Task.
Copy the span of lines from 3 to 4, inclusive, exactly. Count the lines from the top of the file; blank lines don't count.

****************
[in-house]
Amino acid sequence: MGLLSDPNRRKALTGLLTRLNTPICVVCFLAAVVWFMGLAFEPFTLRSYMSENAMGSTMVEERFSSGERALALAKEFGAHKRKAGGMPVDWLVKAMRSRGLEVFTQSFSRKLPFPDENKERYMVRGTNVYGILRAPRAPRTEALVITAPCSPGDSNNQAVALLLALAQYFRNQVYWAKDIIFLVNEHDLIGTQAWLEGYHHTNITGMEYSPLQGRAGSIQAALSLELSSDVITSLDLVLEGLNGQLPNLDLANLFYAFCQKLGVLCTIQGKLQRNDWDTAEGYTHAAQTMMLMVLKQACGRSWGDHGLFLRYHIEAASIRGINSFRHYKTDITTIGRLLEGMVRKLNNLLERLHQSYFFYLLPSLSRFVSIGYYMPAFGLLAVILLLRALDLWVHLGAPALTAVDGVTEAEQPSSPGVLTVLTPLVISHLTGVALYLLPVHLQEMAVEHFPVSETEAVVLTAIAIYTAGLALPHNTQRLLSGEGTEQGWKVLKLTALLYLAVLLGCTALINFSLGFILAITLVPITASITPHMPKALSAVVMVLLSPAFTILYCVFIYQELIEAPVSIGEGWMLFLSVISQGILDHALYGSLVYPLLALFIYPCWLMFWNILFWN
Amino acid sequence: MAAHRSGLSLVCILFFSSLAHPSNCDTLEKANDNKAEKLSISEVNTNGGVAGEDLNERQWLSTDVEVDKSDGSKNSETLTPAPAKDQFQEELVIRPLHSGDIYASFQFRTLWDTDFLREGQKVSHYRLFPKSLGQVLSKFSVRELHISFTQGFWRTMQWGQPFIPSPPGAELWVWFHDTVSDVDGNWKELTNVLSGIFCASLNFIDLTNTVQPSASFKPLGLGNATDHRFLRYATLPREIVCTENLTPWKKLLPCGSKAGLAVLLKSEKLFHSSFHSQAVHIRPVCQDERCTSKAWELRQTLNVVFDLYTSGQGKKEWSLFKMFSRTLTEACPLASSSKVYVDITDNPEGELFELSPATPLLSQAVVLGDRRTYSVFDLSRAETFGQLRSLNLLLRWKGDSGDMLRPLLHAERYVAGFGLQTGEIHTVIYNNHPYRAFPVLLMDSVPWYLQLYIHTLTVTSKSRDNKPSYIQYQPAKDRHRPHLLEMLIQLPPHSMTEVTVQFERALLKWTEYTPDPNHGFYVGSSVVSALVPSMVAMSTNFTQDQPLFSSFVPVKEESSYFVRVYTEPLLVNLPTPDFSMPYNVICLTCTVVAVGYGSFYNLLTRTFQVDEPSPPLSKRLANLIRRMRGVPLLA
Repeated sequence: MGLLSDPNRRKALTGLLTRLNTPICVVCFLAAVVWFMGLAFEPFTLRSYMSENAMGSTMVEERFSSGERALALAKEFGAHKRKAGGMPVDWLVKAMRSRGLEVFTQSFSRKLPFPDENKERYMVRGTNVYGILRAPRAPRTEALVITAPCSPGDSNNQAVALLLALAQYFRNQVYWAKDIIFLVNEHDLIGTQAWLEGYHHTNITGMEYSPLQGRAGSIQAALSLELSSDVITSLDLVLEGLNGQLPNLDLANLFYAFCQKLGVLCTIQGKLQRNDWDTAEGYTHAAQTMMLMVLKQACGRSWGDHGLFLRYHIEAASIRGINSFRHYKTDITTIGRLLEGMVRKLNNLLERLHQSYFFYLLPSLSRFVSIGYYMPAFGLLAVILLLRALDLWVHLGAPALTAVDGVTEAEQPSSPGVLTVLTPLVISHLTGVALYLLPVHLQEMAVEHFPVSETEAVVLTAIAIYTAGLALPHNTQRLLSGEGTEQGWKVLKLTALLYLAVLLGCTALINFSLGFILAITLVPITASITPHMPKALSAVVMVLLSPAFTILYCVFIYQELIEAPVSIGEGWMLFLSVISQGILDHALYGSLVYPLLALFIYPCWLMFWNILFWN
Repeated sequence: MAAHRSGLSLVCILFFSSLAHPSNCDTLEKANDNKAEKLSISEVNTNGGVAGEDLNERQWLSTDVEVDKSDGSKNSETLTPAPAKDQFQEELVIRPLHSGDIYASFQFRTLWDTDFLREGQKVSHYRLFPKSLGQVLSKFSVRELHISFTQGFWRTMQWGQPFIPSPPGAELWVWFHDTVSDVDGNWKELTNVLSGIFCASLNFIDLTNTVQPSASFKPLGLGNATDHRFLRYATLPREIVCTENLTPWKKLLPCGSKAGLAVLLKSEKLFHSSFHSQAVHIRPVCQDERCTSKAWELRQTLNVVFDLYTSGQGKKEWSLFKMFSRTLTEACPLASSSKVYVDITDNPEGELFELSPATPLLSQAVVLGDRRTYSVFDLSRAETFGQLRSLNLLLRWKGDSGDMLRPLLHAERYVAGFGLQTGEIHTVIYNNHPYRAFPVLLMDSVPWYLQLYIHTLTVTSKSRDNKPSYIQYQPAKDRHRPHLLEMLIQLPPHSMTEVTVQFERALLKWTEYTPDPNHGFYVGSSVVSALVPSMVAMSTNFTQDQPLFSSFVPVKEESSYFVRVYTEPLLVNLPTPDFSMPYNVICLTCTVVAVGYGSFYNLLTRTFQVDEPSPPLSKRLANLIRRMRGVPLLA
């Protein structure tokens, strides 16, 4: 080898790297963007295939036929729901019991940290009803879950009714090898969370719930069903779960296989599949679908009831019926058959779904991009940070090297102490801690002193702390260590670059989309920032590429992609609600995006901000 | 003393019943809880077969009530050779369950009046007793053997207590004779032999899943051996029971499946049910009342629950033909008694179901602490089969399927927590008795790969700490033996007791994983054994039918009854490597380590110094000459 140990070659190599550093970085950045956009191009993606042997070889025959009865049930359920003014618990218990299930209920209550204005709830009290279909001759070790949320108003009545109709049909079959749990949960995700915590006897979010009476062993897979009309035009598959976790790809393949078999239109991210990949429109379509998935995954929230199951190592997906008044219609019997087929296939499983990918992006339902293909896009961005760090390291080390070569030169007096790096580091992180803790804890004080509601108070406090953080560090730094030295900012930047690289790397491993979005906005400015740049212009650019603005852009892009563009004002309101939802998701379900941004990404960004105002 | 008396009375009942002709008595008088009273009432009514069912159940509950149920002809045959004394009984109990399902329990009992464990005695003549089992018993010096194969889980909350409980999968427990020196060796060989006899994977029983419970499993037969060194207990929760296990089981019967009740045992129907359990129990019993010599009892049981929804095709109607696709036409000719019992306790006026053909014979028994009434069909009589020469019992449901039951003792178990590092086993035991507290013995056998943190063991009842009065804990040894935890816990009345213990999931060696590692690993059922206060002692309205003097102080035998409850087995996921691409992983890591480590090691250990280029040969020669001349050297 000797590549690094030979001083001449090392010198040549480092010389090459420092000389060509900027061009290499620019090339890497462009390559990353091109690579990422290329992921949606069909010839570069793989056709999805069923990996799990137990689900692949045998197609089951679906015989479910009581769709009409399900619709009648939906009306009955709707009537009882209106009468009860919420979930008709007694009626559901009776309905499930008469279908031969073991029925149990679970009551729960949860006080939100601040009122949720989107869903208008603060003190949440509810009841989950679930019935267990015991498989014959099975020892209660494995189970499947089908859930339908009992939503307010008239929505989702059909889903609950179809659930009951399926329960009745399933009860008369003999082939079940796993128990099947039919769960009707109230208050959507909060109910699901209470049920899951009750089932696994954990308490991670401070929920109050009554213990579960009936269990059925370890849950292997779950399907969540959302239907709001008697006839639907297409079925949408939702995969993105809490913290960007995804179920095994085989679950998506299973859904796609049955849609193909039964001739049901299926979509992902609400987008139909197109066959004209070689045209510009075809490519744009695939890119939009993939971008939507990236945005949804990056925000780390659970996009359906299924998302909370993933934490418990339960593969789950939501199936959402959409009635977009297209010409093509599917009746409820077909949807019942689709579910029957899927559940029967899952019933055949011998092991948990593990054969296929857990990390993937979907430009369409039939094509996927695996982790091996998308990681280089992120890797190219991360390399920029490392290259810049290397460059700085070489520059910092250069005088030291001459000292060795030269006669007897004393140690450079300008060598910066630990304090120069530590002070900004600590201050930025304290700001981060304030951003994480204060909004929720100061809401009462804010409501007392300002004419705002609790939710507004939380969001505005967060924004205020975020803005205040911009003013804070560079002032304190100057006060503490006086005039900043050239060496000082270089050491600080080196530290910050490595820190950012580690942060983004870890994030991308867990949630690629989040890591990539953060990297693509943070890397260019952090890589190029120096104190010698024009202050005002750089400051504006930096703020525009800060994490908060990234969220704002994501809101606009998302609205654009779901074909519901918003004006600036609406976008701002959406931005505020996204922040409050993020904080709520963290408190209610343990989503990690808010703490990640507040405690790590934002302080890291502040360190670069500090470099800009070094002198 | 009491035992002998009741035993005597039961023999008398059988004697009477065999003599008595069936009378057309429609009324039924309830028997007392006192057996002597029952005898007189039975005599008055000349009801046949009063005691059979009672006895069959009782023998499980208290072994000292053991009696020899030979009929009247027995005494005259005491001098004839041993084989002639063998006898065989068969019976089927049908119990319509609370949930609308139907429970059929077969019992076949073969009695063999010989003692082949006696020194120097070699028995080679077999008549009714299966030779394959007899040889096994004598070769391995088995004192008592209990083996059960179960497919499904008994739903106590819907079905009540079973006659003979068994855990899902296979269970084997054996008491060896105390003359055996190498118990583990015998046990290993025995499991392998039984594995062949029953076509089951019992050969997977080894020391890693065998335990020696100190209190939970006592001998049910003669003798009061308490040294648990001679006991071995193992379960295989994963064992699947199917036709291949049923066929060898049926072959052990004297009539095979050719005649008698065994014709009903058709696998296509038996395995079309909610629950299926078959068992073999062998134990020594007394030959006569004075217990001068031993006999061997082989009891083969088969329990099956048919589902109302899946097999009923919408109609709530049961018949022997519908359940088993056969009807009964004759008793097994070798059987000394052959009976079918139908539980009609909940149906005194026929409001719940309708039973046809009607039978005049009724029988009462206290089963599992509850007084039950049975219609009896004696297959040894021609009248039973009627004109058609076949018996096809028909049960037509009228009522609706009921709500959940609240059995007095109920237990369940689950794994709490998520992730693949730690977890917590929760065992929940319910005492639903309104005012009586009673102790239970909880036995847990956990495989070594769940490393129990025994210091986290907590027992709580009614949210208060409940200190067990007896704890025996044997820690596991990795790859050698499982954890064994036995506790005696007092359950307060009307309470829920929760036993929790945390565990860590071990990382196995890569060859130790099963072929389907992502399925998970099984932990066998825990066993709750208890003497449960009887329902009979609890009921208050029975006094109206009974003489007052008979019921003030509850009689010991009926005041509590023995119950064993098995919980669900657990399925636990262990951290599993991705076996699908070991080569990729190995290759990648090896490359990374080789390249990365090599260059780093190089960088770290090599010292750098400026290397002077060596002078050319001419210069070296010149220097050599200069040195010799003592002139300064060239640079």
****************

Amino acid sequence: MAAHRSGLSLVCILFFSSLAHPSNCDTLEKANDNKAEKLSISEVNTNGGVAGEDLNERQWLSTDVEVDKSDGSKNSETLTPAPAKDQFQEELVIRPLHSGDIYASFQFRTLWDTDFLREGQKVSHYRLFPKSLGQVLSKFSVRELHISFTQGFWRTMQWGQPFIPSPPGAELWVWFHDTVSDVDGNWKELTNVLSGIFCASLNFIDLTNTVQPSASFKPLGLGNATDHRFLRYATLPREIVCTENLTPWKKLLPCGSKAGLAVLLKSEKLFHSSFHSQAVHIRPVCQDERCTSKAWELRQTLNVVFDLYTSGQGKKEWSLFKMFSRTLTEACPLASSSKVYVDITDNPEGELFELSPATPLLSQAVVLGDRRTYSVFDLSRAETFGQLRSLNLLLRWKGDSGDMLRPLLHAERYVAGFGLQTGEIHTVIYNNHPYRAFPVLLMDSVPWYLQLYIHTLTVTSKSRDNKPSYIQYQPAKDRHRPHLLEMLIQLPPHSMTEVTVQFERALLKWTEYTPDPNHGFYVGSSVVSALVPSMVAMSTNFTQDQPLFSSFVPVKEESSYFVRVYTEPLLVNLPTPDFSMPYNVICLTCTVVAVGYGSFYNLLTRTFQVDEPSPPLSKRLANLIRRMRGVPLLA
Repeated sequence: MGLLSDPNRRKALTGLLTRLNTPICVVCFLAAVVWFMGLAFEPFTLRSYMSENAMGSTMVEERFSSGERALALAKEFGAHKRKAGGMPVDWLVKAMRSRGLEVFTQSFSRKLPFPDENKERYMVRGTNVYGILRAPRAPRTEALVITAPCSPGDSNNQAVALLLALAQYFRNQVYWAKDIIFLVNEHDLIGTQAWLEGYHHTNITGMEYSPLQGRAGSIQAALSLELSSDVITSLDLVLEGLNGQLPNLDLANLFYAFCQKLGVLCTIQGKLQRNDWDTAEGYTHAAQTMMLMVLKQACGRSWGDHGLFLRYHIEAASIRGINSFRHYKTDITTIGRLLEGMVRKLNNLLERLHQSYFFYLLPSLSRFVSIGYYMPAFGLLAVILLLRALDLWVHLGAPALTAVDGVTEAEQPSSPGVLTVLTPLVISHLTGVALYLLPVHLQEMAVEHFPVSETEAVVLTAIAIYTAGLALPHNTQRLLSGEGTEQGWKVLKLTALLYLAVLLGCTALINFSLGFILAITLVPITASITPHMPKALSAVVMVLLSPAFTILYCVFIYQELIEAPVSIGEGWMLFLSVISQGILDHALYGSLVYPLLALFIYPCWLMFWNILFWN